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Semin Liver Dis. 2006 Nov;26(4):318-27.

Approaches to liver biopsy techniques--revisited.

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Department of Gastroenterology, Hepatology, and Endocrinology, Hannover Medical School, Hannover, Germany.


Within the spectrum of diagnostic procedures in hepatology, the procurement of a liver specimen plays an important role. Although diagnostic tests that employ seroimmunological, biochemical, molecular biologic, functional, as well as imaging techniques are capable of establishing the etiology of a chronic or acute liver disease, in most instances the gold standard for the assessment of stage as a common end point of progressive liver diseases is the histological evaluation of a liver sample. Since the first documented biopsy by Paul Ehrlich in 1883 by aspiration, the method has been diversified to encompass not only different needle types for cutting and aspiration but also different routes proceeding transvenously or transcutaneously, and in the combination with imaging modalities such as ultrasound, computed tomography, and laparoscopy. Standard liver biopsies can be rapidly performed and have an accepted mortality rate between 0.1% and 0.01%. The decision between different techniques is based upon the risk profile of the patient who very often has advanced liver failure with coagulopathy and ascites on the one hand and the underlying disease on the other hand. Although standard liver biopsy in hepatitis C infection or suspected rejection in a transplant patient is often sufficient, a laparoscopically guided biopsy can be of value in diseases such as primary sclerosing cholangitis or suspected metastatic disease, which are characterized by a zonal affection of the liver and possibly the peritoneum. Coagulopathy may lead to transjugular or plugged biopsies, and the workup of undetermined hepatic masses may favor ultrasound-guided aspiration cytology. Among the most feared complications of liver biopsies are hemorrhage, seeding of cancer cells, infections, and injury to the viscera. In view of these complications, a careful assessment of the clinical question, the appropriate invasive approach, and an expected management consequence are necessary. This requires a detailed consideration of the differences of biopsy techniques currently available to the clinical hepatologist.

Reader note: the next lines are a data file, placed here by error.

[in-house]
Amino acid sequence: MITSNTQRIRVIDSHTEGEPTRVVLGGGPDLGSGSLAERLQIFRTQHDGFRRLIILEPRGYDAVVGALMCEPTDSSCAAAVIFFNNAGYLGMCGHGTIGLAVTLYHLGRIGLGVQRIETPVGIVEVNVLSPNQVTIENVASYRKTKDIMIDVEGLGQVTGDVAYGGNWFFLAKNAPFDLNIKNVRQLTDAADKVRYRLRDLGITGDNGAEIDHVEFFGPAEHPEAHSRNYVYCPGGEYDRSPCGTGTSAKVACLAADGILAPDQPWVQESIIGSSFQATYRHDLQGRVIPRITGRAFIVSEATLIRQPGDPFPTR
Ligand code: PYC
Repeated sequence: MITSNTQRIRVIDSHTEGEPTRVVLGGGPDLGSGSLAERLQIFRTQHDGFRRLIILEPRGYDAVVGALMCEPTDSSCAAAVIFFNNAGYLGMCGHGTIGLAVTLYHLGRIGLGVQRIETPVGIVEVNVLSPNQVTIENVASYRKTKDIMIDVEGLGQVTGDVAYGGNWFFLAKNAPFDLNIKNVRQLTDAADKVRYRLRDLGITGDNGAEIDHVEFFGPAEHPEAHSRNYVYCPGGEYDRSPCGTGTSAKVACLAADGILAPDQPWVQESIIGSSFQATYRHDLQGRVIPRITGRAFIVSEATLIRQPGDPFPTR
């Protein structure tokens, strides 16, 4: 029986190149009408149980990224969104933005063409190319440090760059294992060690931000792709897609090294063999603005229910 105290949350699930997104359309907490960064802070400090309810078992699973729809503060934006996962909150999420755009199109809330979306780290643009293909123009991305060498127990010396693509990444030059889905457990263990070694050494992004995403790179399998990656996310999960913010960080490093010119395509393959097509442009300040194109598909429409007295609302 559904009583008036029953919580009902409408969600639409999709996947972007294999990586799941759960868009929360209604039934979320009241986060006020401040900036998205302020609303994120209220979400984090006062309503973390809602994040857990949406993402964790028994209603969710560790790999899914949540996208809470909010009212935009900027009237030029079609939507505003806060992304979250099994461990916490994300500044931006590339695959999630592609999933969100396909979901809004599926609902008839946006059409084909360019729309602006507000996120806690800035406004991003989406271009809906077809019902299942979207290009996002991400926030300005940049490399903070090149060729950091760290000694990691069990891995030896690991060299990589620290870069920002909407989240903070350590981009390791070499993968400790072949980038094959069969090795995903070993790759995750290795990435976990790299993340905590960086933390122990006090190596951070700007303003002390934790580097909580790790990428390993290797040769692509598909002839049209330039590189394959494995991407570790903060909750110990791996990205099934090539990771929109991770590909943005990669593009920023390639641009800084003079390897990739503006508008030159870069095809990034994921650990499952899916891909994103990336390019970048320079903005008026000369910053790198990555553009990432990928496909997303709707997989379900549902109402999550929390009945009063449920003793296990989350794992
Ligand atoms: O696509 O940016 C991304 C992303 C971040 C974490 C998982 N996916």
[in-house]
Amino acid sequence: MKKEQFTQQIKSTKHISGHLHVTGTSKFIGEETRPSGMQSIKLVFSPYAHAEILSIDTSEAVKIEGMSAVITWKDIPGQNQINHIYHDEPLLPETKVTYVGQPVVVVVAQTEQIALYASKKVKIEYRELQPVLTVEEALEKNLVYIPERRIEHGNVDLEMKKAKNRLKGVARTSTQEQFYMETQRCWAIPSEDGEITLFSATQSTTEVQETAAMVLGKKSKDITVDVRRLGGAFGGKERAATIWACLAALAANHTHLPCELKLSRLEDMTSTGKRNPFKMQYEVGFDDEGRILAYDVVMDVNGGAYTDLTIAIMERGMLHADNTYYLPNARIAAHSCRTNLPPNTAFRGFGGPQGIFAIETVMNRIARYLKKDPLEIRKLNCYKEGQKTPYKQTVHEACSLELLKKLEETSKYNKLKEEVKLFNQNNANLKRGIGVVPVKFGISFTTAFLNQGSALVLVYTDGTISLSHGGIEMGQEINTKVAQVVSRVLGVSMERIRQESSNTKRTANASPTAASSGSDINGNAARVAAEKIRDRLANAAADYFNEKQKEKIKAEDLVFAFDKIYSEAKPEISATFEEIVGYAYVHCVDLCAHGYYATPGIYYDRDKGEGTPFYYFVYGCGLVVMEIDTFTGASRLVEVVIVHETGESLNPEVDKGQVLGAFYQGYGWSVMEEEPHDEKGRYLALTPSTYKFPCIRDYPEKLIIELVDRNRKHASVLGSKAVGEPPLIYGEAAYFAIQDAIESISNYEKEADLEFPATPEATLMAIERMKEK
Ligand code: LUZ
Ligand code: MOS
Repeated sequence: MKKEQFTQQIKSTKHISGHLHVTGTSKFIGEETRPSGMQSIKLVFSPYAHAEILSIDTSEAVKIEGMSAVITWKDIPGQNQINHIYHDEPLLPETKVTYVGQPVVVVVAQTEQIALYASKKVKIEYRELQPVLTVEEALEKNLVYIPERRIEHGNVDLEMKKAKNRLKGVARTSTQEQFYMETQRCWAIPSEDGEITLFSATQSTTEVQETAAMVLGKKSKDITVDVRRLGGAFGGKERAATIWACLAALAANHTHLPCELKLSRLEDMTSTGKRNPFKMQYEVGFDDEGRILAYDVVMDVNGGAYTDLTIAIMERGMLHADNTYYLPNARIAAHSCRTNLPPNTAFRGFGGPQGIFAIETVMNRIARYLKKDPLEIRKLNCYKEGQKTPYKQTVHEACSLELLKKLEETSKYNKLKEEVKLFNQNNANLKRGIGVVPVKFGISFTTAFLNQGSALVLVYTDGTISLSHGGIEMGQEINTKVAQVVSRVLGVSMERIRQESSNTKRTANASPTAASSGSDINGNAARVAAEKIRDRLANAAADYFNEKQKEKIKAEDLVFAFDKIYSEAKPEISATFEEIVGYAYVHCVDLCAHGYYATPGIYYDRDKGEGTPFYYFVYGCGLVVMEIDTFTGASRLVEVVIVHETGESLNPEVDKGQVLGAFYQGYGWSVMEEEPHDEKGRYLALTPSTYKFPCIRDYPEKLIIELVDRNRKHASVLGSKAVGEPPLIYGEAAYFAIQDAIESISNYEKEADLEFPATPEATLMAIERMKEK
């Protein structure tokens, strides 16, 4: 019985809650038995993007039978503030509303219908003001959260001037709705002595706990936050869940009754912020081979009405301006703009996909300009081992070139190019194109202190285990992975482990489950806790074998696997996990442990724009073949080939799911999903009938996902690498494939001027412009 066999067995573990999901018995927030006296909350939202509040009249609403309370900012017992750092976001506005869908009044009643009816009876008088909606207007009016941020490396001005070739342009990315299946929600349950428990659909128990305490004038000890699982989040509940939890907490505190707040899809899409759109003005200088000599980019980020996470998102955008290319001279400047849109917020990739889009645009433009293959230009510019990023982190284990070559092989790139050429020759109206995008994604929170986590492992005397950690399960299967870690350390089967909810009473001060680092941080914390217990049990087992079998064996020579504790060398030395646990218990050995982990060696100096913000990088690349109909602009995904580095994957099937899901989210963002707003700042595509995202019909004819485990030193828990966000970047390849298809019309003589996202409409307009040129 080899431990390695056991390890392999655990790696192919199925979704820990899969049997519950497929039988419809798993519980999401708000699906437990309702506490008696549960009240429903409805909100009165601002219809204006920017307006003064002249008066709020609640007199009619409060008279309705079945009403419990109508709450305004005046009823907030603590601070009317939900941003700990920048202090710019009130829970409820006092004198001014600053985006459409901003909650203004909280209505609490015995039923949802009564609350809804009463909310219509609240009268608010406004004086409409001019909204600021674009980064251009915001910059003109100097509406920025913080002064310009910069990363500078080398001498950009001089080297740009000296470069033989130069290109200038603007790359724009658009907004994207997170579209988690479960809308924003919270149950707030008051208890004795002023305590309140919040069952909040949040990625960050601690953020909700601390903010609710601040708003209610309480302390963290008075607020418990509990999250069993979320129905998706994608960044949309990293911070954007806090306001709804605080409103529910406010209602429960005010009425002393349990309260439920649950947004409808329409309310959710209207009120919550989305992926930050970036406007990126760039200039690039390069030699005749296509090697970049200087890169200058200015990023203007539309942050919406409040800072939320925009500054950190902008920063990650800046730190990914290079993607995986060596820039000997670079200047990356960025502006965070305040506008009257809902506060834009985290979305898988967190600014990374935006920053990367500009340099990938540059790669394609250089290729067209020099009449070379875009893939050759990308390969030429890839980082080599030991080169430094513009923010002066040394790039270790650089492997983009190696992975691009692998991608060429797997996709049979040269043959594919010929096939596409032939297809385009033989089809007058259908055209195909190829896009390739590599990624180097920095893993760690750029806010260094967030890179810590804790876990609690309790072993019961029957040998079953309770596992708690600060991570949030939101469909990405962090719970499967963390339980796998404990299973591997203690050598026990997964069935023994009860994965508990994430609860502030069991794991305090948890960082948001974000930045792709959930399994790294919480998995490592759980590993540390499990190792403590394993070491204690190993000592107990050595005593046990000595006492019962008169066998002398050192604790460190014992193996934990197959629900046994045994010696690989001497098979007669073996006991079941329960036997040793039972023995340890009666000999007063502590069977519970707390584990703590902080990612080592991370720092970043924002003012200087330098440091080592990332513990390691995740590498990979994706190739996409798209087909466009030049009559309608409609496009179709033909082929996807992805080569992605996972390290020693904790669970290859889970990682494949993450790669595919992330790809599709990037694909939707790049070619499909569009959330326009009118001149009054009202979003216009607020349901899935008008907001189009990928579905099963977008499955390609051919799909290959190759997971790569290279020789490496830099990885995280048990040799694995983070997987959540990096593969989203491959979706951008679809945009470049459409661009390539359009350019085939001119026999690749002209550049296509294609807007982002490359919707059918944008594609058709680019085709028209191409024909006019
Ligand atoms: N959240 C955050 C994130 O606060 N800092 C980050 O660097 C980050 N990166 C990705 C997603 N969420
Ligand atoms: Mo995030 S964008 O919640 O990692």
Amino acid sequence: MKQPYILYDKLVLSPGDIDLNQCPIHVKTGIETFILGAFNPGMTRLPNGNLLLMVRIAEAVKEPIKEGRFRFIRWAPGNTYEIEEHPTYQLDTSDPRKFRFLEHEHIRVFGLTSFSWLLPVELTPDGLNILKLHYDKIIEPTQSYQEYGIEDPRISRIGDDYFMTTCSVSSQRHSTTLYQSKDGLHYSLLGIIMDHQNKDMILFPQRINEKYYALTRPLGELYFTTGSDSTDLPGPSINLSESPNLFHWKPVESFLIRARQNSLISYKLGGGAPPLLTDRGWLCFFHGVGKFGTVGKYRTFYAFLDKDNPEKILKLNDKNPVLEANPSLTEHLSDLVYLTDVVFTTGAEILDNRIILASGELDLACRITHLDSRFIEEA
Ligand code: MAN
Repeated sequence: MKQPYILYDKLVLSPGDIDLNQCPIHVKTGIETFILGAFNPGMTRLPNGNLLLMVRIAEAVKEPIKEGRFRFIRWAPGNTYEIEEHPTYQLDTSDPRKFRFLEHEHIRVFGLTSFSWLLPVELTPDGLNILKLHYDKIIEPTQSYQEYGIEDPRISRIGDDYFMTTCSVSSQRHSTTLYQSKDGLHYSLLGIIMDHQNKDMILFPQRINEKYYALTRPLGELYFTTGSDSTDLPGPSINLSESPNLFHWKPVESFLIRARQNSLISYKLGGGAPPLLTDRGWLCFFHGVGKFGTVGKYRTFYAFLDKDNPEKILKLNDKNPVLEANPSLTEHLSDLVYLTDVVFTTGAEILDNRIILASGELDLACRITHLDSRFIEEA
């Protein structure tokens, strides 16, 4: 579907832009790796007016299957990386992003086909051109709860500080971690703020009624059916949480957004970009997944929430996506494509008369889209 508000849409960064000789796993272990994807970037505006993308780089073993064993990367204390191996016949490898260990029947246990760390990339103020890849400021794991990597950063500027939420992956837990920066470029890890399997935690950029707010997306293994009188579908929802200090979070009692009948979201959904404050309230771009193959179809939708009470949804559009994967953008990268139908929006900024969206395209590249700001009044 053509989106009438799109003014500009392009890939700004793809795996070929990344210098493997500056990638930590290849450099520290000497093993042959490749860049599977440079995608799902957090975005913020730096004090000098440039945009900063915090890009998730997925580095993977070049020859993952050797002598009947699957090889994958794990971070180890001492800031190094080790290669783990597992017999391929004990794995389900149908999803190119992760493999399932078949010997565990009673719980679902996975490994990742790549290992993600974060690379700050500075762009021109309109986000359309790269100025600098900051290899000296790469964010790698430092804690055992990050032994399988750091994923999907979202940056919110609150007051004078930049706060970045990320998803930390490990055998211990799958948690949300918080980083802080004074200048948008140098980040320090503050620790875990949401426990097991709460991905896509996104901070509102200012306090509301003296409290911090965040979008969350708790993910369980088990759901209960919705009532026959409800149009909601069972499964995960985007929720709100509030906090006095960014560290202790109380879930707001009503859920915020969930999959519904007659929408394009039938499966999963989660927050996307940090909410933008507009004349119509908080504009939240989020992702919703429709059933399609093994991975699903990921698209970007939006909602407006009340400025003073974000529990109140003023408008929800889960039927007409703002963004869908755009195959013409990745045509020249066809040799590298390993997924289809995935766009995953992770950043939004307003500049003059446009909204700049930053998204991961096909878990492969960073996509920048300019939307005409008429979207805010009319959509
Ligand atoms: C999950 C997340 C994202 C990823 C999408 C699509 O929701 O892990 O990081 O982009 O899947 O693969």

[Indexed for MEDLINE]

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